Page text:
Last week, I launched a quiz. The price was it to win one of the five vouchers for my book “C++20“.
The challenge to win one of the five coupons was to answer the following question: Which feature of the Big Four concepts, ranges, coroutines, and modules excites you most and why?.
Without further ado, here are the winners and their answers. First, I have seven instead of five winners because I could not decide which five answers are
- Gabriel Valenzuela
- Vikas Patney
- Fares Jalled
- Hossein Noorikhah
- Robert Frysch
- Idriss Chaouch
- Darko Zorić
I think that all new features are amazing, we can say C++ has evolved to become a better programming language adding features of Python and/or Haskell for example.
The concepts, like Mr. Rainer Grimm says: “[…] change the way we think and program templates.” open the door to the concept of pattern matching one of the most important features of Haskell, and changing the concept of metaprogramming.
The coroutines improve the way of calling functions, providing to users an elegant and efficient abstraction for writing asynchronous code.
The best way to describe ranges is for one important word: “composability”. This I think has a strong relationship with category theory.
The modules, for me the main feature, it’s the reduction of the size of the compiled code, importing only the parts needed in the project.
I try to resume the key ideas of the Big Four from my viewpoint, possible I lost another important idea, but the new standard I’m sure will revolutionize the C++ industry and generate new challenges, surely with a few problems like all new change, but with the help of the great community It’ll overcome quickly and easy.
I’m most excited about Concepts, as they represent, in my opinion, the most important C++20 feature of the “Big Four” – important for both library and application developers. I have two arguments for this:
- Exclusion principle Regarding Ranges, Coroutines, and Modules, one cannot (currently) be sure that they are more important than Concepts. Ranges are “only” a library feature, whereas the other three are core language features, which can only be used effectively across different compilers and platforms if they are included in the C++ standard itself. In addition, the implementation of the Ranges benefits massively from Concepts. Only the use of Concepts allows meaningful compiler error messages, which are particularly important when using Ranges. Therefore, Ranges can be seen as the first major success of Concepts and evidence of their power. Coroutines and Modules as core language features have the potential to become important game-changers. However, the present standardization offers rather a starting point or a rough framework – for Coroutines, supporting standardized library features are still missing and for modules, there is not yet a uniform procedure to structure files of your C++ projects in a compiler-agnostic way.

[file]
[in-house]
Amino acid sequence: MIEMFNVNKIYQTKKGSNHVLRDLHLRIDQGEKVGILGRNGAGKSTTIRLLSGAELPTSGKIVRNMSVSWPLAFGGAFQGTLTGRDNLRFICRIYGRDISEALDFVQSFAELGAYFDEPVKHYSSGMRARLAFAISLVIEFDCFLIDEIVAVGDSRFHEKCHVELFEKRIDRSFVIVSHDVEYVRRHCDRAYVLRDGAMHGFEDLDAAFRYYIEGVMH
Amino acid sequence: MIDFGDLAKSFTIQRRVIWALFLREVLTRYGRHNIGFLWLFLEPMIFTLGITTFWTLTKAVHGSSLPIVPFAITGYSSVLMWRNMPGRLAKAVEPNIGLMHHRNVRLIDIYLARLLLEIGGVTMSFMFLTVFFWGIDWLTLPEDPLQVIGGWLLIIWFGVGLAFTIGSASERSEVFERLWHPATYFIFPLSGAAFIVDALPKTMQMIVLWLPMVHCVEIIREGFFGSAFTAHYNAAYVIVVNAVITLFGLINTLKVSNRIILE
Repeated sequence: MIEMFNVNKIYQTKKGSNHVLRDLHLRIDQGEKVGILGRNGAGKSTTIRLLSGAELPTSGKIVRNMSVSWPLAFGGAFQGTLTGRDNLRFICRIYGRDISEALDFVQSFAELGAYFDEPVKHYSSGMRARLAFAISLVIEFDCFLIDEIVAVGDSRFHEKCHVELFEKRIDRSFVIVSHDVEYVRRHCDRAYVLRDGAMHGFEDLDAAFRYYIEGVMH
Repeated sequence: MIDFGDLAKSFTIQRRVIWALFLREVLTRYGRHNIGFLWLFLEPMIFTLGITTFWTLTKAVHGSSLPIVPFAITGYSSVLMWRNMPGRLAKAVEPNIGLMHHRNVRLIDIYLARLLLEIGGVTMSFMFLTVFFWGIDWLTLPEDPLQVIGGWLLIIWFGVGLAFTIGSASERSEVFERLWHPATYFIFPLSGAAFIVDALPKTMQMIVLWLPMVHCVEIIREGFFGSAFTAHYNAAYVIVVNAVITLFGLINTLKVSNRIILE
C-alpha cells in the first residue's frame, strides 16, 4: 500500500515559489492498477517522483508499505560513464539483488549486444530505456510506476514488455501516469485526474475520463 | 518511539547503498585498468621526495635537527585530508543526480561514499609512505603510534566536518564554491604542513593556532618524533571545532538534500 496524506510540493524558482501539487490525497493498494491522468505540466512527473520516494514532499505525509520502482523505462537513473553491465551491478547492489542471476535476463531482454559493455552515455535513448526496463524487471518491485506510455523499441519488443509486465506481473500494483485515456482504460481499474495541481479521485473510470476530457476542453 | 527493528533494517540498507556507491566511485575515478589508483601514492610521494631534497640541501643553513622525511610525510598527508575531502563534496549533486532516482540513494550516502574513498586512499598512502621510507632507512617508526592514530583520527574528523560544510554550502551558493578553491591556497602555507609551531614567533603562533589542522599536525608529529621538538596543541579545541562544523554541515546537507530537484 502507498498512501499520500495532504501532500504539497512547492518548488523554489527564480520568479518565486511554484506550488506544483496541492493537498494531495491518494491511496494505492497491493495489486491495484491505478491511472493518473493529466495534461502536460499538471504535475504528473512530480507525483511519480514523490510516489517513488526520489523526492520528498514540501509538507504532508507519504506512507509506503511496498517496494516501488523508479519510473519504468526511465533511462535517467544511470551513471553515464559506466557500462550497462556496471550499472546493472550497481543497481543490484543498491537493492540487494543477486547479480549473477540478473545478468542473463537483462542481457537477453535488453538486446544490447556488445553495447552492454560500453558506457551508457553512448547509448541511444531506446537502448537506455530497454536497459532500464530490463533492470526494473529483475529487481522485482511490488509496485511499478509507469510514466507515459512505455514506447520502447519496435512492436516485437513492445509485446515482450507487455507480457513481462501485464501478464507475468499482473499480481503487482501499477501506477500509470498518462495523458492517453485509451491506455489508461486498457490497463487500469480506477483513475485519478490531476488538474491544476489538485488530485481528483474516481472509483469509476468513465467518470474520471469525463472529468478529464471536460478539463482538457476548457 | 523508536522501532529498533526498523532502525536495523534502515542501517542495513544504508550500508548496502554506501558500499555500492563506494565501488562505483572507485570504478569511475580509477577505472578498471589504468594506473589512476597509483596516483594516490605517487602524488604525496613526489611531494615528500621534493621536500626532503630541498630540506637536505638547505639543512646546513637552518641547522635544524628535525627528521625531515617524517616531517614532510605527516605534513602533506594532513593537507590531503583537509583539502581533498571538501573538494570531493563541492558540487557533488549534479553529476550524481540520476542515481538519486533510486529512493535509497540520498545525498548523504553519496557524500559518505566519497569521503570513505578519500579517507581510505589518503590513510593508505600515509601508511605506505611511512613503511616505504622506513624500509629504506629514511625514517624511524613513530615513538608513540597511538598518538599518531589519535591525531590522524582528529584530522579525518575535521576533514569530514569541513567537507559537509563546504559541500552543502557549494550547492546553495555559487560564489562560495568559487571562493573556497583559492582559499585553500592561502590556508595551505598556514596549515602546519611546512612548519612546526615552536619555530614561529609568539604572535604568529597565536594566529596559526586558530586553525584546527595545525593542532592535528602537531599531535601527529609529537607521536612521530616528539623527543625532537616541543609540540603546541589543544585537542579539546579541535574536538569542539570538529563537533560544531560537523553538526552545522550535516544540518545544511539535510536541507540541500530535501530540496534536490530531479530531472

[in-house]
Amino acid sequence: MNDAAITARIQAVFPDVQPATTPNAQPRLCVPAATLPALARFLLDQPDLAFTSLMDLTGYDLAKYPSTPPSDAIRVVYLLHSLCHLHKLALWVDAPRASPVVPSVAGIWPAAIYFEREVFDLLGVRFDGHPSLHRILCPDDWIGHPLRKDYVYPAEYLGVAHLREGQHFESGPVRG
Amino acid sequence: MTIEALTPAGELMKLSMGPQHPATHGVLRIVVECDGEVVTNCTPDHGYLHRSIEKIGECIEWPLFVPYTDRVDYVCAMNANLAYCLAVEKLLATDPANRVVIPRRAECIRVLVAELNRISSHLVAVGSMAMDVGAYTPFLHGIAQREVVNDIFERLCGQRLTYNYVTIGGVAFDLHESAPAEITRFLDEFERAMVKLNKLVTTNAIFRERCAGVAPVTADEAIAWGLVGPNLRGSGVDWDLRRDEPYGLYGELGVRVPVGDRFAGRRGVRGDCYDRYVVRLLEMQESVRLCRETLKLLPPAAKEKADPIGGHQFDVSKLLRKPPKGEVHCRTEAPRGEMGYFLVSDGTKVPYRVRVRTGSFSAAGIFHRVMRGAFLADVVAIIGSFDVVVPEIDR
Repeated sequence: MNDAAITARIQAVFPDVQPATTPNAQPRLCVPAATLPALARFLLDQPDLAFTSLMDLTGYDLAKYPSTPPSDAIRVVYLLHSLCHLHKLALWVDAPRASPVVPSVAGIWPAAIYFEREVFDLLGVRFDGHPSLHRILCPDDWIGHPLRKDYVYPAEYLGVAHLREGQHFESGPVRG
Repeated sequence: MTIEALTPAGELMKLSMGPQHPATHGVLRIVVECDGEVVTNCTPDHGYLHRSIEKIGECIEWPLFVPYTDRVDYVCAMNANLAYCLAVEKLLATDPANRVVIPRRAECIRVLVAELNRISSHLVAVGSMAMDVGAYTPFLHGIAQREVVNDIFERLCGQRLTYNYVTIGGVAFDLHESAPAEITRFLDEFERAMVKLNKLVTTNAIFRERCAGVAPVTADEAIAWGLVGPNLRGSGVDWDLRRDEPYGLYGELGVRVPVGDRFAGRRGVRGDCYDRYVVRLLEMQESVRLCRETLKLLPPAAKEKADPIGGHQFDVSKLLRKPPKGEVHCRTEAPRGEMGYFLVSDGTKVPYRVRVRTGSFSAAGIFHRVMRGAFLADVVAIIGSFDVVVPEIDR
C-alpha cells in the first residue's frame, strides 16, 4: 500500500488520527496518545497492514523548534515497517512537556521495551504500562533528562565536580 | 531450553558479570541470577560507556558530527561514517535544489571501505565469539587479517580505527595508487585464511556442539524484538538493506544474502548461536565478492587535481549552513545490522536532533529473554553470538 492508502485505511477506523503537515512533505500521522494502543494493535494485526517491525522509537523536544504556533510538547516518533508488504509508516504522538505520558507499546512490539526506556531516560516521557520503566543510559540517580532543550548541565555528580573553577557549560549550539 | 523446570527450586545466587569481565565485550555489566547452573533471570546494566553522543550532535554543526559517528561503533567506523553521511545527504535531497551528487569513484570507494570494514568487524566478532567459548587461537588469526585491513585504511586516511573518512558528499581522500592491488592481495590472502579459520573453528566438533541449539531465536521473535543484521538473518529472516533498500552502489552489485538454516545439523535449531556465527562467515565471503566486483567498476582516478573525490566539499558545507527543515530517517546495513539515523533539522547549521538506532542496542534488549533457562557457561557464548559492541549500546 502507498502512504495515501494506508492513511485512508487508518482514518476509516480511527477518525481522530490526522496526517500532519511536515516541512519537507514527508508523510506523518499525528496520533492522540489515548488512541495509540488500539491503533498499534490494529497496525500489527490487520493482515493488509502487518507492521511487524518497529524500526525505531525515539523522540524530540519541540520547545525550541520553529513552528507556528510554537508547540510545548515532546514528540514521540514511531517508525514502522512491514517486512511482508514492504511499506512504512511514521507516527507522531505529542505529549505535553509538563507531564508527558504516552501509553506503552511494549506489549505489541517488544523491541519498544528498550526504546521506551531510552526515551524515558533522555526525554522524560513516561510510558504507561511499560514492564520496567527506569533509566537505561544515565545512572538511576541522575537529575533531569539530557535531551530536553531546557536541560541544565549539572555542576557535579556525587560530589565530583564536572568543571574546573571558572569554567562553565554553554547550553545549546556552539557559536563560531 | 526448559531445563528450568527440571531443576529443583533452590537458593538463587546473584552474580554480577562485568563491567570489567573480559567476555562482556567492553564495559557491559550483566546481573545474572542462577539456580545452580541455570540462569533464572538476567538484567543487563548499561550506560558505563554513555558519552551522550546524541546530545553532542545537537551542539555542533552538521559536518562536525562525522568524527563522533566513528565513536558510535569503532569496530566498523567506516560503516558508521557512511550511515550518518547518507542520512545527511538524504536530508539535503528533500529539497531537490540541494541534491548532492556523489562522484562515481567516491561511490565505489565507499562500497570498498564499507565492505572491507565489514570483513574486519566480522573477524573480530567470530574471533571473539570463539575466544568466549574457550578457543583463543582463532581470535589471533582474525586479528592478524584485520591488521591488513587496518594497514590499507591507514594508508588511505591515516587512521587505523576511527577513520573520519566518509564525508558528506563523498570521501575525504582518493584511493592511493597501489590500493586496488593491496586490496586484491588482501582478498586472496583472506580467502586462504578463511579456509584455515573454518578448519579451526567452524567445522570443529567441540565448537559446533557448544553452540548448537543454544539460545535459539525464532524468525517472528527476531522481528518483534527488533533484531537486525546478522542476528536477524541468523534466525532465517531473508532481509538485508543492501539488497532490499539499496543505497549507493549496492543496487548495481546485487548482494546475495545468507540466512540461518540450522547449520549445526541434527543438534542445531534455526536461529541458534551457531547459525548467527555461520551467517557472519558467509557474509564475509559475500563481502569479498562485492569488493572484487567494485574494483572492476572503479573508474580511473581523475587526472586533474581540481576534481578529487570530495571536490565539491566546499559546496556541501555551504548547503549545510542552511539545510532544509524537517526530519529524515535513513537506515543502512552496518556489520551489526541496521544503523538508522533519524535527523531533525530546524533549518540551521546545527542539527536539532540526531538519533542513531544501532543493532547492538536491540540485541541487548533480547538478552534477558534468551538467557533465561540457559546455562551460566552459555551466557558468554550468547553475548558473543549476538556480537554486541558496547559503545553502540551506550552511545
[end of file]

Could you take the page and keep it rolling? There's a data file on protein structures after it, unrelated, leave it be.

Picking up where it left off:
- Next level of metaprogramming I think the step from generic Templates to Concepts is comparable to the step from Macros to Templates in the ‘90s – we get another level of abstraction (of course with zero overhead, as it is expected for C++). Templates introduced type safety into the metaprogramming and the introspection by Concepts now introduces safety about type properties. In both cases, there are two big advantages: more expressive code and improved compiler errors.
Concepts, Coroutines and Modules make C++ “feature-complete” from the point of view of Bjarne Stroustrup’s book “The Design and Evolution”, and of the three, Concepts is probably the most mature C++ feature. I can’t wait to use Concepts in my next projects.
I really appreciate the 4 big features introduced by C++20. They came with new improvement especially modules which are a long-awaited feature of C++ that provides better performance in terms of compilation and maintenance. Better compilation: a module is imported only once, similar to precompiled headers supported by custom language implementation. This then reduces time compilation drastically.